Rep. Blunt Rochester highlights sometimes underutilized tax credit
Delaware’s congresswoman highlights the importance of tax credits as this year’s tax season begins.
Tax season is approaching, albeit late this year because of the Coronavirus pandemic. The IRS has delayed accepting tax returns until mid-February.
Still, Delaware organizations are reminding people about ways they can save money on their returns — highlighting the Earned Income Tax Credit.
Rep. Lisa Blunt Rochester (D-Delaware) says the EITC is one of the most successful wealth building programs implemented.
“The Idea for the EITC originally came from Republican president Richard Nixon, a lot of people don’t know that,” she said. “And it is also one of the most bipartisan initiatives in the Congress. And it shows we all get it.”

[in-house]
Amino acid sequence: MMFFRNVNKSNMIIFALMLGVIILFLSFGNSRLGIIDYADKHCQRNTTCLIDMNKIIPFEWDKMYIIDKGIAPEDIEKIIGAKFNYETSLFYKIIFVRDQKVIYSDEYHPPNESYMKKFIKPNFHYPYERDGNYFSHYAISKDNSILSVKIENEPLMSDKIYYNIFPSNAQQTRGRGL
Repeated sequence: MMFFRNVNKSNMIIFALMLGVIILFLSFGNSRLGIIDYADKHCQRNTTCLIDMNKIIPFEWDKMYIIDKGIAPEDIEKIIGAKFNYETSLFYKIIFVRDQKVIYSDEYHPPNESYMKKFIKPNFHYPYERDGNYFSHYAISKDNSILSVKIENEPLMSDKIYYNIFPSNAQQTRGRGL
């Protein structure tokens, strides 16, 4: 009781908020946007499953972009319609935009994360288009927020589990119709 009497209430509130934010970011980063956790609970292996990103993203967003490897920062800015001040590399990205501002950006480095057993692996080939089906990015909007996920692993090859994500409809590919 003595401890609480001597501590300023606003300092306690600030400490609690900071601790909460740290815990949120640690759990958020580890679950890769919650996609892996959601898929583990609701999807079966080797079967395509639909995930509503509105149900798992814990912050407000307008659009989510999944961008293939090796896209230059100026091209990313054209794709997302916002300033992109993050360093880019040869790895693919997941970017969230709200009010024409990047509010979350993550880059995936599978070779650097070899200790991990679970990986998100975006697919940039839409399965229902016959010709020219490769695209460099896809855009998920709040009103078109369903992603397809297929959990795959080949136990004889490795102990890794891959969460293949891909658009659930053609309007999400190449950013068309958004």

Blunt Rochester says the concept is simple: give working families a break on their taxes. Some could get a tax credit of up to almost $7000.
But many people who are eligible for the EITC don’t know they can claim it. Up to 20% of Americans who are eligible miss out on the extra money.
Blunt Rochester says many people are also concerned they didn’t make enough money last year to qualify for the credit because they were laid off during the COVID-19 pandemic.
She adds the last relief package allows people who qualified for the credit in 2019 to earn it again in 2020.
Blunt Rochester urges people to investigate their options this tax season.
“And while I know our tax system can see overwhelming and burdensome, there are so many folks here in Delaware who are ready and willing to help,” said Blunt Rochester.
She also highlights Nehemiah Gateway Community Development Corporation, a Wilmington based group that provides tax assistance and is bringing more awareness to the EITC.
The group is providing free tax preparation for those who qualify online and via drop-off services across the state through mid-April.
They can help determine if you qualify for the EITC.
Roman Battaglia a corps member with Report for America, a national service program that places journalists into local newsrooms.